Abstract

Cited by 11 (0 self)
 Add to MetaCart
We construct finitely generated groups with arbitrary prescribed Hilbert space compression α ∈ [0, 1]. For a large class of Banach spaces E (including all uniformly convex Banach spaces), the Ecompression of these groups coincides with their Hilbert space compression. Moreover, the groups that we construct have asymptotic dimension at most 3, hence they are exact. In particular, the first examples of groups that are uniformly embeddable into a Hilbert space (respectively, exact, of finite asymptotic dimension) with Hilbert space compression 0 are given. 1
On the Embeddability of Weighted Graphs in Euclidean Spaces
, 1998
"... Given an incomplete edgeweighted graph, G = (V; E; !), G is said to be embeddable in ! r , or rembeddable, if the vertices of G can be mapped to points in ! r such that every two adjacent vertices v i , v j of G are mapped to points x i , x j 2 ! r whose Euclidean distance is equal to t ..."
Abstract

Cited by 11 (1 self)
 Add to MetaCart
Given an incomplete edgeweighted graph, G = (V; E; !), G is said to be embeddable in ! r , or rembeddable, if the vertices of G can be mapped to points in ! r such that every two adjacent vertices v i , v j of G are mapped to points x i , x j 2 ! r whose Euclidean distance is equal to the weight of the edge (v i ; v j ). Barvinok [3] proved that if G is rembeddable for some r, then it is r embeddable where r = b( p 8jEj + 1 \Gamma 1)=2c. In this paper we provide a constructive proof of this result by presenting an algorithm to construct such an r embedding. 1 Introduction Let G = (V; E;!) be an incomplete undirected edgeweighted graph with vertex set V = fv 1 ; v 2 ; : : : ; v n g, edge set E ae V \Theta V and a nonnegative weight Email aalfakih@orion.math.uwaterloo.ca y Research supported by Natural Sciences Engineering Research Council Canada. Email henry@orion.math.uwaterloo.ca. ! ij for each (v i ; v j ) 2 E. G is said to be rembeddable if th...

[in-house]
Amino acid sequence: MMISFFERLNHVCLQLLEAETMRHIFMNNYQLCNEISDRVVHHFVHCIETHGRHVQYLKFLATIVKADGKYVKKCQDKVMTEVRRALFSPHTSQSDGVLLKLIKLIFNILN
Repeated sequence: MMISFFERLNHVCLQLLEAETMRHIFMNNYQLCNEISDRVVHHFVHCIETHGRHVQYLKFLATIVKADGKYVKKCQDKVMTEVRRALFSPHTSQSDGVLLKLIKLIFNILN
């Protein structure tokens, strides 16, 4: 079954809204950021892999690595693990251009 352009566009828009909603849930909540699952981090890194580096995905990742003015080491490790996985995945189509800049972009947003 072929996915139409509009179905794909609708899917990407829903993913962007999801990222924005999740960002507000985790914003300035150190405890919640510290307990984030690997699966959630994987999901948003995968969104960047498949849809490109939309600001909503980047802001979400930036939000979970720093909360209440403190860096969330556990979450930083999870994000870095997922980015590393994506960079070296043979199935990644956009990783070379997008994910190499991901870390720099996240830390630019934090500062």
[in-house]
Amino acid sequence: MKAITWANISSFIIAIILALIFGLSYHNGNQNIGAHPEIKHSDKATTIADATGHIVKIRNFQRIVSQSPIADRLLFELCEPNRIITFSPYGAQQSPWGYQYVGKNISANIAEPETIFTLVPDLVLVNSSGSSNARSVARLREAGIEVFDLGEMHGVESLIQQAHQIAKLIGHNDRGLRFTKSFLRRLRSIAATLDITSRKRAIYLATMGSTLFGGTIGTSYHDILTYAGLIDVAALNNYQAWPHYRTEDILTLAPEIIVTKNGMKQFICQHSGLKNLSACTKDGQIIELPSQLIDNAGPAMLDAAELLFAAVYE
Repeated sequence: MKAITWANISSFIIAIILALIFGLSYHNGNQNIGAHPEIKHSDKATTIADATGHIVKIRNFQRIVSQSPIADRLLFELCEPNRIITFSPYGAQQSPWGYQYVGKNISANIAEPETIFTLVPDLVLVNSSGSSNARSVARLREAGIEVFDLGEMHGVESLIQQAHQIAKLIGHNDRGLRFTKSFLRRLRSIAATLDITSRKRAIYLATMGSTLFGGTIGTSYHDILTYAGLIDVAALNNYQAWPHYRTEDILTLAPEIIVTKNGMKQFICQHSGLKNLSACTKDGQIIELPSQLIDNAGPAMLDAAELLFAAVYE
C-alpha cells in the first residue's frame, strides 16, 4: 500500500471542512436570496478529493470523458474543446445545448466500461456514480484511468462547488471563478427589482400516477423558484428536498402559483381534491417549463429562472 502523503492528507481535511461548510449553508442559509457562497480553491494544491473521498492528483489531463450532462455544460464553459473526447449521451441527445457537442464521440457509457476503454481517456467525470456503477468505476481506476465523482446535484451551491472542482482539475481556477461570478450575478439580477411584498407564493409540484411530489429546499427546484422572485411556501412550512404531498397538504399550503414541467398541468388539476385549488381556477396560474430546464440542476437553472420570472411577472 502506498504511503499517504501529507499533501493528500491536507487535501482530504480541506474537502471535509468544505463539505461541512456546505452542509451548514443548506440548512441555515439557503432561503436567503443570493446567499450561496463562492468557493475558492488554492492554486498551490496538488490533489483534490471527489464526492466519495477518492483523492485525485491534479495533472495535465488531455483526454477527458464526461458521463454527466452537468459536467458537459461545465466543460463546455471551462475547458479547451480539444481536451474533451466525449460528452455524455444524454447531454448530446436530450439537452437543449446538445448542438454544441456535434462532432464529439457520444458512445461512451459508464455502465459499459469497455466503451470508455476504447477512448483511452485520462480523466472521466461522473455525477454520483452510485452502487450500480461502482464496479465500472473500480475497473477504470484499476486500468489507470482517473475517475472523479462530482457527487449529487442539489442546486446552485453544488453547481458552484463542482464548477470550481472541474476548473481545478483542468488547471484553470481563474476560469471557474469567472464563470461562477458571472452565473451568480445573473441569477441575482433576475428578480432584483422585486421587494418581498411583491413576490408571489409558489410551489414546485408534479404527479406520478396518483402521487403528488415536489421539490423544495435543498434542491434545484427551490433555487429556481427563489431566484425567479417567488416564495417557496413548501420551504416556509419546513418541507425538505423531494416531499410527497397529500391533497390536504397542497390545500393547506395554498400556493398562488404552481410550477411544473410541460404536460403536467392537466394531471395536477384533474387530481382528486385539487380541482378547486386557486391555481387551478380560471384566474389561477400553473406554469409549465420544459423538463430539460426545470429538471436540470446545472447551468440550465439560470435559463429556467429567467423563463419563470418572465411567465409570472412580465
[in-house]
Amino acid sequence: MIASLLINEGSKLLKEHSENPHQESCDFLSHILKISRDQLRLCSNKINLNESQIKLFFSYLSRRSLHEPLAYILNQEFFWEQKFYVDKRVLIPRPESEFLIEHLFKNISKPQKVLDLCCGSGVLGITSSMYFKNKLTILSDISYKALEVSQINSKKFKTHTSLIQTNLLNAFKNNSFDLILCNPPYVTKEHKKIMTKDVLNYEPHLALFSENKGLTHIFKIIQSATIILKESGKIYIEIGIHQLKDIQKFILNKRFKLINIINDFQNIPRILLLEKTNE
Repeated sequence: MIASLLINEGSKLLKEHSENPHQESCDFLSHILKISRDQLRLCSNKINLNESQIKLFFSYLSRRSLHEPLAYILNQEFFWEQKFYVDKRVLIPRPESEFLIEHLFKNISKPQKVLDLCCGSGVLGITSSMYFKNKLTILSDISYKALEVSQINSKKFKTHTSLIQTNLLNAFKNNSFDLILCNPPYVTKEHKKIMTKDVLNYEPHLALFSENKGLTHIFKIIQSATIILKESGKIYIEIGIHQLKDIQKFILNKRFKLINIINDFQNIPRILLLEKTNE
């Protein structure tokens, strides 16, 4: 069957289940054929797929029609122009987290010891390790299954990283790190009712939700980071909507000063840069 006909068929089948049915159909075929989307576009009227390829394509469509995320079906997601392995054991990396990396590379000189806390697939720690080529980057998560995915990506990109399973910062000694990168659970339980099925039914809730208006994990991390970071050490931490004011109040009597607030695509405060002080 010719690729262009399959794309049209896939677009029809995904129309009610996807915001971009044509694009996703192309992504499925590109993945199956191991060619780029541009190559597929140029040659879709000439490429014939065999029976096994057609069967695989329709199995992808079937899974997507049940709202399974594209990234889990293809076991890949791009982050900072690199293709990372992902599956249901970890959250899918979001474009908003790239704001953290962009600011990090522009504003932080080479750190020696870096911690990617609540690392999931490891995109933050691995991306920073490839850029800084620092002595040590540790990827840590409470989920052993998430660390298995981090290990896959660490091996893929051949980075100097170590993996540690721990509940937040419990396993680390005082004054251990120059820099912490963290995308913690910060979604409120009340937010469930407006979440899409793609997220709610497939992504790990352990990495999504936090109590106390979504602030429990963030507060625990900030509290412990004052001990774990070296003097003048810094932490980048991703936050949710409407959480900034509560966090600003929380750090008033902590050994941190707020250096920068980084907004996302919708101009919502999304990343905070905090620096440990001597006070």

Tighter linear and semidefinite relaxations for maxcut based on the LovászSchrijver liftandproject procedure
 SIAM Journal on Optimization
"... Abstract. We study how the liftandproject method introduced by Lovász and Schrijver [SIAM J. Optim., 1 (1991), pp. 166–190] applies to the cut polytope. We show that the cut polytope of a graph can be found in k iterations if there exist k edges whose contraction produces a graph with no K5minor. ..."
Abstract

Cited by 7 (4 self)
 Add to MetaCart
Abstract. We study how the liftandproject method introduced by Lovász and Schrijver [SIAM J. Optim., 1 (1991), pp. 166–190] applies to the cut polytope. We show that the cut polytope of a graph can be found in k iterations if there exist k edges whose contraction produces a graph with no K5minor. Therefore, for a graph G with n ≥ 4 nodes with stability number α(G), n − 4 iterations suffice instead of the m (number of edges) iterations required in general and, under some assumption, n − α(G) − 3 iterations suffice. The exact number of needed iterations is determined for small n ≤ 7 by a detailed analysis of the new relaxations. If positive semidefiniteness is added to the construction, then one finds in one iteration a relaxation of the cut polytope which is tighter than its basic semidefinite relaxation and than another one introduced recently by Anjos and Wolkowicz [Discrete Appl. Math., to appear]. We also show how the Lovász–Schrijver relaxations for the stable set polytope of G can be strengthened using the corresponding relaxations for the cut polytope of the graph G ∇ obtained from G by adding a node adjacent to all nodes of G.